Monday, June 30, 2008
On Friday, P and I met up with R&F for dinner and a show....
While the show had some rough patches and they originally messed up our tickets, the second half was quite fun (perhaps it was the free champagne in tiny plastic champagne flutes?). After the show, we even had a late-night drink at Rialto, where I had my new refreshing favorite St. Germain cocktail. P and I walked home through a romantic foggy night.
I'll get to Sunday soon! But, for now, it would be lovely if I could catch my bus home...
Thursday, June 26, 2008
Was in dire need of a lovely thought and received the following suggested thought(s) from S, whom P and I will visit for the 4th of July:
"...Us, wine, outside, nice weather, A’s grilling, PAC’s giggling...got one yet? Oh, and bring your bathing suits. We have an indoor heated pool that is fabulous."
Saturday, June 21, 2008
went to a ballgame
Introduced P to White Castle
Went to a pub where we sat on tree-thrones
We went directly from Chicago to DC/DC/NYC for work, but now we're home and can think about our nice visit out mid-west way. Thank you Aunt Mar and Uncle Stu for being such great hosts! We want to visit again soon!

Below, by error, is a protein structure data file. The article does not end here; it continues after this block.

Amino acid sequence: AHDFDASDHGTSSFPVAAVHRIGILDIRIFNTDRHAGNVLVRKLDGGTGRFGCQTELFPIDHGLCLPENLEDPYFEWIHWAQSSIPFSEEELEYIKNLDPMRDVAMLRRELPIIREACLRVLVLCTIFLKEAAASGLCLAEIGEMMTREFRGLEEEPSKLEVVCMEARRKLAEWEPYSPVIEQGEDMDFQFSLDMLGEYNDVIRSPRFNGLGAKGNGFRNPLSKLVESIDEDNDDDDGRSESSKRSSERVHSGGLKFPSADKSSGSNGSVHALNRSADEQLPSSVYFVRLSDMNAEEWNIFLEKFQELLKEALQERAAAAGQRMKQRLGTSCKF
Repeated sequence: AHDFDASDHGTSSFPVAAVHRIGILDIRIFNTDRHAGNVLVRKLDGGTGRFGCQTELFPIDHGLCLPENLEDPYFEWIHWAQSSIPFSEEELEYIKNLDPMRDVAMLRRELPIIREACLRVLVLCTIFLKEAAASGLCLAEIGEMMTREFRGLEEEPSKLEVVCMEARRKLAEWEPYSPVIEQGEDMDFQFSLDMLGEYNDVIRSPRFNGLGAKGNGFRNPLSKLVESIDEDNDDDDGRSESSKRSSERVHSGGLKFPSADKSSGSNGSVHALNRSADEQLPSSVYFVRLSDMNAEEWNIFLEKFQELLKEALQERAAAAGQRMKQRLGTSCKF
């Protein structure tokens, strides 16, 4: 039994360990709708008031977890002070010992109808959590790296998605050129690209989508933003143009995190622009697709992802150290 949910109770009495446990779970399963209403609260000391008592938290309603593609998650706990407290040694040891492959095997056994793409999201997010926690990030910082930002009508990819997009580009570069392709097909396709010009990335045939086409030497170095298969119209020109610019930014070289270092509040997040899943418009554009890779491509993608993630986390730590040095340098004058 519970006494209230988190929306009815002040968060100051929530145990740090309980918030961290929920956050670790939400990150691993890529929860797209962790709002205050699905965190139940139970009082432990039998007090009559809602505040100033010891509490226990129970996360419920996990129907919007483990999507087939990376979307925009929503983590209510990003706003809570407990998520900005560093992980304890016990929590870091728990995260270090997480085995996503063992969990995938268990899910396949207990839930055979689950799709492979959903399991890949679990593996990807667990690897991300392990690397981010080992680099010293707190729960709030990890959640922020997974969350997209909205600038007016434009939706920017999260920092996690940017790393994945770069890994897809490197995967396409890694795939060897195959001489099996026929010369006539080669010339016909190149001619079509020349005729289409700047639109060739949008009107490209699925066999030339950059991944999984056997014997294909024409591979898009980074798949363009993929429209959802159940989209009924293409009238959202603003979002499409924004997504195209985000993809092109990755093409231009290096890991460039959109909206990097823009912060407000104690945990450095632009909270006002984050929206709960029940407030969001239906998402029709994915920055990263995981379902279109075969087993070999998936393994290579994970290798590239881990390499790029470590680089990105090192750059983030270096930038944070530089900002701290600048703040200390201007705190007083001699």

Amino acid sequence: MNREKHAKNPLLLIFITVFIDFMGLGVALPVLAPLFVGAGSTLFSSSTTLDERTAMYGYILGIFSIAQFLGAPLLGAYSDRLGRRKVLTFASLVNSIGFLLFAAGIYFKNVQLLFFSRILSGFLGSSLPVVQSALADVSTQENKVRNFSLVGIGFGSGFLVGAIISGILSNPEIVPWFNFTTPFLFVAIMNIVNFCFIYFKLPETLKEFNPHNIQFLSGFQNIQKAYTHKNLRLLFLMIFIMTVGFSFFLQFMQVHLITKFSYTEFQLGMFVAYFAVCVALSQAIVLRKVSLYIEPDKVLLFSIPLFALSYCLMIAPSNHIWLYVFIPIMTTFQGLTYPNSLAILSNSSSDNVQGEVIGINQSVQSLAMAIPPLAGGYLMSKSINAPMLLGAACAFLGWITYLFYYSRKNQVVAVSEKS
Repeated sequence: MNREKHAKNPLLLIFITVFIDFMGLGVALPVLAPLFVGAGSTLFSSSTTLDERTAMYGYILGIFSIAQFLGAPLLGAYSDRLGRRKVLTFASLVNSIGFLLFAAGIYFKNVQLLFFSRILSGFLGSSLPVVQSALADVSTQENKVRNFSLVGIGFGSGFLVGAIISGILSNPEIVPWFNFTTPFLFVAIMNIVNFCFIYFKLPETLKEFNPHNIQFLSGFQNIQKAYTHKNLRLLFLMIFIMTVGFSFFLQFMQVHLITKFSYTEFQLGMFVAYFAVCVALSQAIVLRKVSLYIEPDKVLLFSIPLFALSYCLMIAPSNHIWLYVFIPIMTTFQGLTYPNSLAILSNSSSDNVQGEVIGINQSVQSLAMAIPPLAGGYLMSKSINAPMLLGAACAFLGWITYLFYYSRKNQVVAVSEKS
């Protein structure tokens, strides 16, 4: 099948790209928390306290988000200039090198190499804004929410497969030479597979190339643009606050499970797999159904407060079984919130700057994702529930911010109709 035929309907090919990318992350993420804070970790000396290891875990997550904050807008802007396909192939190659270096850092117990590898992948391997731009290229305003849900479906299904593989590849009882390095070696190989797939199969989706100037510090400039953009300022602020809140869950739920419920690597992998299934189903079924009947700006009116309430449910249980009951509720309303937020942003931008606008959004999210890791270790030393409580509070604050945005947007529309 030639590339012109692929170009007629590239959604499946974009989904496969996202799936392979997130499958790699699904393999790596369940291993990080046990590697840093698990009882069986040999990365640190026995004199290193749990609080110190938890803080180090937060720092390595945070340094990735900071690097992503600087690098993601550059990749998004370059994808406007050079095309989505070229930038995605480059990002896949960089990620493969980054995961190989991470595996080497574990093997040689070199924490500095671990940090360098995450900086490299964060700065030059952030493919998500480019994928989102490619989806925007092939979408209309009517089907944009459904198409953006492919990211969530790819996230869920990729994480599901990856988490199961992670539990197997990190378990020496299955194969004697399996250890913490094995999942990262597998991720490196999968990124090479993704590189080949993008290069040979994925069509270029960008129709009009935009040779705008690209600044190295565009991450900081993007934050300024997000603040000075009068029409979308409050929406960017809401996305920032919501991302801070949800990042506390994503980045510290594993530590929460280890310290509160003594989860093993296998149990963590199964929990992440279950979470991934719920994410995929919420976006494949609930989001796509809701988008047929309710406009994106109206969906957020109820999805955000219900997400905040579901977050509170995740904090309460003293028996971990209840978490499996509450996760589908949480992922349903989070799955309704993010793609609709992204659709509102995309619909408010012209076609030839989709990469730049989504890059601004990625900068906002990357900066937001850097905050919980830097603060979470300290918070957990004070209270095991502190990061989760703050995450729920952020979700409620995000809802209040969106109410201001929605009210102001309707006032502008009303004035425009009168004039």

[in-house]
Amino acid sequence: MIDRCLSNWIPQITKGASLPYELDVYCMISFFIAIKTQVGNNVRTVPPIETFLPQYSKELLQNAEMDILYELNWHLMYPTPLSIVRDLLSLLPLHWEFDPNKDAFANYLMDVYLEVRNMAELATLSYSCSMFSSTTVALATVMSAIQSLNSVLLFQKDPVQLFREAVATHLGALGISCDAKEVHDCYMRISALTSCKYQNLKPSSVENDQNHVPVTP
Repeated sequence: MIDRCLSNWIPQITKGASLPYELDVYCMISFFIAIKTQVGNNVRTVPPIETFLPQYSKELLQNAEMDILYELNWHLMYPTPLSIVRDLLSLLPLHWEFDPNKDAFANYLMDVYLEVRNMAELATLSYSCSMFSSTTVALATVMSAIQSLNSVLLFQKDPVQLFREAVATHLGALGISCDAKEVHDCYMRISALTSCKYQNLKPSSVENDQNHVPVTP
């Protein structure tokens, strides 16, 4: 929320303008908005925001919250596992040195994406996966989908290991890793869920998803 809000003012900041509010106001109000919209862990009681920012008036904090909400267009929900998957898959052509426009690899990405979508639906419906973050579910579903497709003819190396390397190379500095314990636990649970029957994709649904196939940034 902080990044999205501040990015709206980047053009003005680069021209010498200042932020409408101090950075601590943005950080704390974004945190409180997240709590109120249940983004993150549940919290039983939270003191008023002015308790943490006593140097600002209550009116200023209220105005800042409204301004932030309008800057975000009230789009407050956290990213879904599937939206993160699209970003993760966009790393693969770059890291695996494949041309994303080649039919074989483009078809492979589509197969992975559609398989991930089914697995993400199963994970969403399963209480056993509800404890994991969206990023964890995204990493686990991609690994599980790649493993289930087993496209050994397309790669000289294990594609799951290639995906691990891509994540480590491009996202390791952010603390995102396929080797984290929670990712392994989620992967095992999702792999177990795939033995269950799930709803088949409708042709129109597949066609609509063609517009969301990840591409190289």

Friday, June 6, 2008
I have safely returned from my adventures in France, and will now begin detoxifying. I didn't realize that one could eat fois gras and a vat of fondue in a single sitting, drink a bottle of wine and not have one's heart immediately explode in one's chest. However, it is possible. At the request of Pucho, I would like to update you on something I learned (or didn't learn?) about French food. French fish to be exact.
For the past four years, I have had the unlucky job requirement of making an annual trip to Talloires, France which, by the way, is one of the 1000 places you should see before you die. Check. It is a culinary extravaganza filled with local seasonal produce, meats, cheeses, chocolate, and wine. As Talloires is situated on beautiful, pristine Lac Annecy, fish often feature prominently on our menus. I have learned many new fish vocabulary words: perche (perch), brochet (pike, I believe), truite (trout), and finally: féra. Comment dit-t-on féra en anglais? I ask every year. The reply I receive without fail: it eez a lake fish.
Ah, I see, a "lake fish." Not only a lake fish, but most definitely not a fish that we have in the States. Non. This fish exists only in lakes of Savoie and Lake Geneva. You do not have zis feesh! How French, I kept thinking. They can't possibly imagine that this fantastic fish could exist somewhere outside of France (or French-speaking Switzerland). My curiosity piqued again this year, I have done some research on féra and have come to one definite conclusion: féra is, indeed, a very special lake fish.